However, the court has also highlighted just how entrenched and hard to eradicate the more subtle form of “client-patron” corruption has become.

When the cash and the favours aren’t directly connected, then it’s much harder to put your finger on the corruption.

Again the High Court said it well: “Unlike straight cash-for-votes transactions, such corruption is neither easily detected nor practical to criminalise. The best means of prevention is to identify and to remove the temptation.”

Which is why the prohibition on developer donations should be just the start. It is well and truly time that politicians at every level of government supported laws that prohibit all for-profit corporations, and the organisations that represent them, from donating to politics. When patronage, profits and politics combine the end result is a corrupted democracy.

Elected representatives should be beholden to no-one apart from their electorate. This will only happen when we change the law.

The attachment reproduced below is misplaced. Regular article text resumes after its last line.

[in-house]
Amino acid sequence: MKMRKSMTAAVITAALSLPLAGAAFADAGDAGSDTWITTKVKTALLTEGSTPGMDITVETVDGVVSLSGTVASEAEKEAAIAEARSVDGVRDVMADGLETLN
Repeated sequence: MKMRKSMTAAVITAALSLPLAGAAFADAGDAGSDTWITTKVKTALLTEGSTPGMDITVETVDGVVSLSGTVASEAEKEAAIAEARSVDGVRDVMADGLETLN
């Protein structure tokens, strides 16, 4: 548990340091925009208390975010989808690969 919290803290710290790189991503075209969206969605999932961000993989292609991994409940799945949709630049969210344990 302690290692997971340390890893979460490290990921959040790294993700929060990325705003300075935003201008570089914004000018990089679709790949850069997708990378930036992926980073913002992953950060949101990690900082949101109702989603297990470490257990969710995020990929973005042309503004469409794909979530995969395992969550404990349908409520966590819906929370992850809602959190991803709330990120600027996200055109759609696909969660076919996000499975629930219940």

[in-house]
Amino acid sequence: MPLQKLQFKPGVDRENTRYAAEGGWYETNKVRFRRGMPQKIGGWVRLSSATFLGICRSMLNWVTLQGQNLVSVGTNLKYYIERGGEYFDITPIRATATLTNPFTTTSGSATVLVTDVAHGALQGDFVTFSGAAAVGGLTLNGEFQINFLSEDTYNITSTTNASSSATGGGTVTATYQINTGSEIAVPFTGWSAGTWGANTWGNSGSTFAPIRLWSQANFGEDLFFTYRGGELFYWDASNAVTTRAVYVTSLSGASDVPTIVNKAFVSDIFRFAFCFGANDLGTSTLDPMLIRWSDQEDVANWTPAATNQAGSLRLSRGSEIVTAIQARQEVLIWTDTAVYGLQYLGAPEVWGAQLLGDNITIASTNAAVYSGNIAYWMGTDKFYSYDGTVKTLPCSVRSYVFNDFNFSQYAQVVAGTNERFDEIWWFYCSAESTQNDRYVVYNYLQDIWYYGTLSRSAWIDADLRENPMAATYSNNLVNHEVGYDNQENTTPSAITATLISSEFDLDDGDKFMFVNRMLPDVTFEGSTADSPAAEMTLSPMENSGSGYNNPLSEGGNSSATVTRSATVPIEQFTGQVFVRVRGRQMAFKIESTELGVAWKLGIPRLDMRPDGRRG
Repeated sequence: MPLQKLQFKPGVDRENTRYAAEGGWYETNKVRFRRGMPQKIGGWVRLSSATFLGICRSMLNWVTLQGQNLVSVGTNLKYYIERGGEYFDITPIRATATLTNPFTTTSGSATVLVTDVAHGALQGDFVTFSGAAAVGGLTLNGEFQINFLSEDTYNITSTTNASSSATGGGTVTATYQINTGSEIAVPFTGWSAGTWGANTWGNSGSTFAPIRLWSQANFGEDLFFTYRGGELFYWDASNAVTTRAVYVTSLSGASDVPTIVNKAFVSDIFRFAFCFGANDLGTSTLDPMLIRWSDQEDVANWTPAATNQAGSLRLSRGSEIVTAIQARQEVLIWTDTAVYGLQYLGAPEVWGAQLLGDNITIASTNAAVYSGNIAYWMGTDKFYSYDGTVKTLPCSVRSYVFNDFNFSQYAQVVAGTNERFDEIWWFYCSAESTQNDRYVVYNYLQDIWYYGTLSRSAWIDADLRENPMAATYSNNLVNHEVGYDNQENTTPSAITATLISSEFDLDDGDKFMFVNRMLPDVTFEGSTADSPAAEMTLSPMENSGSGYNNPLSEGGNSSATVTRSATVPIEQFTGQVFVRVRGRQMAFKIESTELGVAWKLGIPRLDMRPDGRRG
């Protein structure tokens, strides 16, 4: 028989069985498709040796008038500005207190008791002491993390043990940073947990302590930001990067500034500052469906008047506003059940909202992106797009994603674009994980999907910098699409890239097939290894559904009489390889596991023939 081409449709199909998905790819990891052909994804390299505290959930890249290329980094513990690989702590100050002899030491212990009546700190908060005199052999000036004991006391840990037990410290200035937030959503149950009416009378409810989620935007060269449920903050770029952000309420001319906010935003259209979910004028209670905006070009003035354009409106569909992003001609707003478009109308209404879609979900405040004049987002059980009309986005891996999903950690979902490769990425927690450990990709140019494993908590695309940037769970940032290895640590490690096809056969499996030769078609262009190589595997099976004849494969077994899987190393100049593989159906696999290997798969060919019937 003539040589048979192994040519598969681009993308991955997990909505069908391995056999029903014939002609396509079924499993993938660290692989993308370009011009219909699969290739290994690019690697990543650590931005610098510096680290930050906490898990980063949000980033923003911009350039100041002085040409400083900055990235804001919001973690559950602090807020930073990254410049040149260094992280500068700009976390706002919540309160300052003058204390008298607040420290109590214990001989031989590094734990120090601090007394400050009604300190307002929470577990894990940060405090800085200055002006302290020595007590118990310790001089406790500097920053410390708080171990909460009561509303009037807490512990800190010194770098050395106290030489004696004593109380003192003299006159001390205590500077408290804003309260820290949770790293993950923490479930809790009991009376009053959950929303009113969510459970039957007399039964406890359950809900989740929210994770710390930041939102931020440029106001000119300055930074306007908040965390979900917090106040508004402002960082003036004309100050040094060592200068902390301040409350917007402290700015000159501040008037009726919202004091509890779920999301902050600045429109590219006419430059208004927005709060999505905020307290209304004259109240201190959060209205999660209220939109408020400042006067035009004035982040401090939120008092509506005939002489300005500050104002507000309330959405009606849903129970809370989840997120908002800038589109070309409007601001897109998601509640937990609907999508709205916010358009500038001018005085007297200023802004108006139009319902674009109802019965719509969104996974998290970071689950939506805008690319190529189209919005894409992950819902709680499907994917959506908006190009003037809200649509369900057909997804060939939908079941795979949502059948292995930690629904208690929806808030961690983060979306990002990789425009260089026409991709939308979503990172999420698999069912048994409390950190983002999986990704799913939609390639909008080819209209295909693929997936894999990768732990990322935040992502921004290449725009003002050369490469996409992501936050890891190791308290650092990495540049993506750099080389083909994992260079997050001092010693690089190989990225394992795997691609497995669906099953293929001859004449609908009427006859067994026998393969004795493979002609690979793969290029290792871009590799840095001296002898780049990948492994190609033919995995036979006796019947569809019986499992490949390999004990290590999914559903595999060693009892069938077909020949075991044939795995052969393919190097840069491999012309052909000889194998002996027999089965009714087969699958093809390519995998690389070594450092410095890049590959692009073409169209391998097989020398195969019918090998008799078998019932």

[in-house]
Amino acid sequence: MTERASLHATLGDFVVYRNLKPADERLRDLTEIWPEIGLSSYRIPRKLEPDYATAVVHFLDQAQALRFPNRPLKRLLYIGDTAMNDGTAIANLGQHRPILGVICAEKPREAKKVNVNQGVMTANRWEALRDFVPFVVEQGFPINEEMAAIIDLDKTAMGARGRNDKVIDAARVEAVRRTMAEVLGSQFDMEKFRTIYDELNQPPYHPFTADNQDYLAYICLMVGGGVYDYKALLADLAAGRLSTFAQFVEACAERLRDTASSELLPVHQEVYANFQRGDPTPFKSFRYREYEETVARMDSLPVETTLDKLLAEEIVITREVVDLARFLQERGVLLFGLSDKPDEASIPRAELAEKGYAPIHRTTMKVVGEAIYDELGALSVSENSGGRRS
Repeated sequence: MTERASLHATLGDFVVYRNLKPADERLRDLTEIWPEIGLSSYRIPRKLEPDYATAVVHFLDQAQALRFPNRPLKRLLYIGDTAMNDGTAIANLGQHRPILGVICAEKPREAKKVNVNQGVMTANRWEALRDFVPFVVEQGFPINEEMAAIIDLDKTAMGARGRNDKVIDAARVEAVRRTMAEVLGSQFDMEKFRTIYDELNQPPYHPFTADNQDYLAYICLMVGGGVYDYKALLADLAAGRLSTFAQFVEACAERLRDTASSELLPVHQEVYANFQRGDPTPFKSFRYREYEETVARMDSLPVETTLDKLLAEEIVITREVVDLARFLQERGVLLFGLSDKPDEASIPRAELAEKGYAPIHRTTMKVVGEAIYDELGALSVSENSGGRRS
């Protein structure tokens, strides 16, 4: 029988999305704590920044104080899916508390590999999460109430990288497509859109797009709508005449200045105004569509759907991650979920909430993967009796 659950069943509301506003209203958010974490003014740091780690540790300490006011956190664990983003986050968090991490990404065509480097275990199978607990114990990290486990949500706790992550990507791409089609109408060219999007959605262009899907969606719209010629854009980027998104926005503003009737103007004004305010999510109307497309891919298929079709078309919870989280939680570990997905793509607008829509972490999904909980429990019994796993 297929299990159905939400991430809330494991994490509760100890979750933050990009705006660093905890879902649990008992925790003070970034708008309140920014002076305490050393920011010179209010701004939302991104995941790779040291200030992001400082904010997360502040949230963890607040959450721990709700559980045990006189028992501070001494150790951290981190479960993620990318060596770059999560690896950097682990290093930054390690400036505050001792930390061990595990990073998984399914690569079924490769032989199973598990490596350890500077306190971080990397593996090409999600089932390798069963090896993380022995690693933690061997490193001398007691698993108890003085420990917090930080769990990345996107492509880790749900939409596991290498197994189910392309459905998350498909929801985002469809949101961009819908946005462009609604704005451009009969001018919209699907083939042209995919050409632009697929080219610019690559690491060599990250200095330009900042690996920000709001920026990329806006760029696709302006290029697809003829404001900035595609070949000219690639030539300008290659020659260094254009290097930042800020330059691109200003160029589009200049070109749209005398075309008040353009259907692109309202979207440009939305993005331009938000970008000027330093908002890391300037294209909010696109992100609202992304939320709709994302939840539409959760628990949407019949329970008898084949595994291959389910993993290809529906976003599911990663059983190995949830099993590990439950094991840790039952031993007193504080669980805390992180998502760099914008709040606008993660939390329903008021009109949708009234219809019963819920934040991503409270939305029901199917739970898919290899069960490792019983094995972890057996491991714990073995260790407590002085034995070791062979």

What’s stopping this happening is not the High Court, it is the collective purchasing power of corporate patrons across Australia.





Who is Whitehaven Coal?


VIEW VIDEO:   https://youtu.be/MU3ybrs3VuU

Whitehaven Coal is a publicly listed company who operate 5 open cut (Canyon (formerly Whitehaven), Tarrawonga, Werris Creek, Rocglen (formerly Belmont) and Sunnyside) and 1 underground (Narrabri).

Whitehave Coal are constructing the Maules Creek Coal Mine in the Leard State Forest.

Major Shareholders:

16.62% Farrallon Capital Management LLC and associates
7.08% FRC Whitehaven Holdings BV (based in Amsterdam, the Netherlands)
6.77% Fritz Kundrun (an Investment Professional who deals in coal and other mining. Co-founder of American Metals and Coal International)
5.97% Hans Mende (Co-founder and President of American Metals and Coal International)
5.82% Martua Sitorus (Indonesia’s fourth richest man who started business in the palm oil trade)
5.02% Deutsche Bank AG
5.01% Prudential PLC